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How to be Antiracist by Ibram X. Kendi is out of stock at Amazon. And Bookshop. And Barnes & Noble. This is awesome… I hope. I hope the book is read by white people, then passed to another white person. I hope these copies are read by a white mom and then her husband reads it, and then her son, and then her mother, and then her best friend, and then her best friend’s husband. I hope there are long texts and Zoom calls about it, that couples are discussing what they read over cups of coffee on early mornings and as their heads hit their pillows at night. I hope book clubs across America not only choose it, but read it, finish it, and when they meet together, being social distant, they end up having the club end hours later than usual because of the conversation over it.
I hope it isn’t in a lot of beautiful flatlays on Instagram, posed with a Diptique candle or a mug of coffee. I hope it isn’t placed just so in a bookcase, its spine intact, its bookjacket pristine. I hope these copies get stained with tea and coffee, have pages dogeared, the jacket lost, random receipts tucked into it as bookmarks, notes scribbled in the margins, whole paragraphs highlighted.
Yesterday a Black influencer I follow on Twitter shared that an influx of white people have started following her on Instagram. She wanted to see the positive in it but was suspect. If these people weren’t interested in her platform before, why are they now? Other Black influencers replied that they also saw it and felt it was disingenuous. I DMed her to let her know I may have been part. She was one of the influencers I recommended in Saturday’s post as I have followed her on multiple platforms for years and really admire her. I hoped that those of you who did follow her and other Black influencers the past few days didn’t do it to tick a box on the Woke Checklist.
Fellow white people, I know the past few days have been rough and you’re realizing you may not be as much of an ally as you thought you were. I know I struggled with words all weekend, will what I say sound racist or stupid or wrong? I worry it will be picked apart, show me as uneducated, sheltered, unfeeling. Maybe it’s better to say nothing at all.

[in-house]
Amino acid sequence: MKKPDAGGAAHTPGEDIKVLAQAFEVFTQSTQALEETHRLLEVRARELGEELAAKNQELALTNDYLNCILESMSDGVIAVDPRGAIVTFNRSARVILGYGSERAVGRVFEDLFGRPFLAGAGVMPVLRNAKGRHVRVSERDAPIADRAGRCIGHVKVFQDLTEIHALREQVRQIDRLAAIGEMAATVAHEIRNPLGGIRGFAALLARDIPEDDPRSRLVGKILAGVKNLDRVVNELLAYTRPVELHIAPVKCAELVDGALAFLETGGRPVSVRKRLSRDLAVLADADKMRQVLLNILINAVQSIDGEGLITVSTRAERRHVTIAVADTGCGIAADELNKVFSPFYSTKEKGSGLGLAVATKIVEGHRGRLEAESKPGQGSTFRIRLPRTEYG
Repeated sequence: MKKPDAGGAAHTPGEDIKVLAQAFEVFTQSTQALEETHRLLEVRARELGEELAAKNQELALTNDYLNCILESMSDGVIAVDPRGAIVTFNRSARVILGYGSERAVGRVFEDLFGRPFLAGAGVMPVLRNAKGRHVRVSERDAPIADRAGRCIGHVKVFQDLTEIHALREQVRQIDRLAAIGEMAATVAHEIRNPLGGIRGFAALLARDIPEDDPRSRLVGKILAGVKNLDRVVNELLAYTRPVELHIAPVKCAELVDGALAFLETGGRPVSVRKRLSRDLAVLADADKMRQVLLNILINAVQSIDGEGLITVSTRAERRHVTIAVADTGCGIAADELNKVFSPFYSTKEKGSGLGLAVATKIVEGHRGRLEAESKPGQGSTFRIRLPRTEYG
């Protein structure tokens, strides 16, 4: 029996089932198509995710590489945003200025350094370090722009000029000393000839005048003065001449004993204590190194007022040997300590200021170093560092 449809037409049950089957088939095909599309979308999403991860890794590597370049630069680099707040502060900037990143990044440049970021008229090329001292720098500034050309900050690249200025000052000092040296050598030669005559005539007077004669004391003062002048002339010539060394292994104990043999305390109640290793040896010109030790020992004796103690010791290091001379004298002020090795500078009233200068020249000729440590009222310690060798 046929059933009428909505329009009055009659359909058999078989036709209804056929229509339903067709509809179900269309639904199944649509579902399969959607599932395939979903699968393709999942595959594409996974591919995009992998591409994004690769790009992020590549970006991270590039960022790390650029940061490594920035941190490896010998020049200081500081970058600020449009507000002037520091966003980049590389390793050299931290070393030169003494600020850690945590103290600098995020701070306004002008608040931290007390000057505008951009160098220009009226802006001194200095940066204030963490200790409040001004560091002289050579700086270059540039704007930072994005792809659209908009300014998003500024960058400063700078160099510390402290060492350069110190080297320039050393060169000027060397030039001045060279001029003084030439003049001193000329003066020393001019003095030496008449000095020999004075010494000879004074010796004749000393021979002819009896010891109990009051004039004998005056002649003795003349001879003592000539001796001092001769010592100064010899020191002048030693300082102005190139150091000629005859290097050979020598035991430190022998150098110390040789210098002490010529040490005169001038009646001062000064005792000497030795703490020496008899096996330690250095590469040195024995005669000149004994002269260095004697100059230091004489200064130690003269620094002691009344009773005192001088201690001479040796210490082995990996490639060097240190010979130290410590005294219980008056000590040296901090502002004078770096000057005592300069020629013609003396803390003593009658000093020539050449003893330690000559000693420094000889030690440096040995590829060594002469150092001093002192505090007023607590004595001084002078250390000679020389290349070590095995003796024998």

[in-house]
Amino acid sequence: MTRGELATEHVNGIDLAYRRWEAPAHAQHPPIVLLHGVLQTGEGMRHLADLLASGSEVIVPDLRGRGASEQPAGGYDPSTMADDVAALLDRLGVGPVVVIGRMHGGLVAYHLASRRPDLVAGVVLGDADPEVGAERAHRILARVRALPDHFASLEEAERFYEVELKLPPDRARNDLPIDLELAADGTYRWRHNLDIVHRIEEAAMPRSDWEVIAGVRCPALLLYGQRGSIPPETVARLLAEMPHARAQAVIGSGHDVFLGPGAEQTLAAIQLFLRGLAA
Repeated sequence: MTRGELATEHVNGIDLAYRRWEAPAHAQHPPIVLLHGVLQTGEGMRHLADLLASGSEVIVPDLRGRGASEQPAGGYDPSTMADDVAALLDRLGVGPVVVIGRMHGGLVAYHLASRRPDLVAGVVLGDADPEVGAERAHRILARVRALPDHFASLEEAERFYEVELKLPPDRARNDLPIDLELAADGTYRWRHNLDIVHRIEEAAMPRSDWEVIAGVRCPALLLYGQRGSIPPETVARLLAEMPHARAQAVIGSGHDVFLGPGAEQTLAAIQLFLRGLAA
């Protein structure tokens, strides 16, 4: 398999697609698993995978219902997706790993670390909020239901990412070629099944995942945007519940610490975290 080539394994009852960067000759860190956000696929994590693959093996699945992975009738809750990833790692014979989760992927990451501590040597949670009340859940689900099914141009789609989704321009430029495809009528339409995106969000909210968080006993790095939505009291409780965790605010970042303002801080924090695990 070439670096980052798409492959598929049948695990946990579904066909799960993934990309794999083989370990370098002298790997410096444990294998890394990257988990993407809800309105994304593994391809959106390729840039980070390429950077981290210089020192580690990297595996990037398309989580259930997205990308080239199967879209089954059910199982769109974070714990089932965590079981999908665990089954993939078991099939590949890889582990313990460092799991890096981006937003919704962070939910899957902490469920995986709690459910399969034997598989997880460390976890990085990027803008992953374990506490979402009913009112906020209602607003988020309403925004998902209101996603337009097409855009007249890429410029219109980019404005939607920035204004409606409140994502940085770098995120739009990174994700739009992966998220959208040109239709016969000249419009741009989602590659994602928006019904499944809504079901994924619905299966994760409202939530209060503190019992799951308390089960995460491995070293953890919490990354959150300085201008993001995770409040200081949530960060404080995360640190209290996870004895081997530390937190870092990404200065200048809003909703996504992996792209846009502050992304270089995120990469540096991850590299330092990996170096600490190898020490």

I returned to Twitter, and saw this Tweet from Akilah Hughes:
If you want to play piano, but you’re bad at playing piano, you practice and you get better. Don’t be the kind of white person who doesn’t post out of fear of fucking up. If you want to support black people, but you’re bad at supporting black people, practice and get better.
— Akilah Hughes (@AkilahObviously) June 2, 2020
We’re going to get it wrong. We were taught half-truths in high school history class and raised by parents who thought it was progressive to be colorblind. Most of our neighbors were white like us, our classmates white like us. I grew up in a county where as a white person, I was a minority and I get it wrong. We can be married to a Black person, teach Black students, have Black friends, employ Black people, be employed by Black people and still get it wrong. The issue isn’t being wrong, it’s not trying to improve. It’s like learning to play piano.
We’re going to hit the wrong notes and those who live with us are going to cringe and maybe tell us to shut up or leave when we play. But the only way we will get better is if we work through the wrong notes.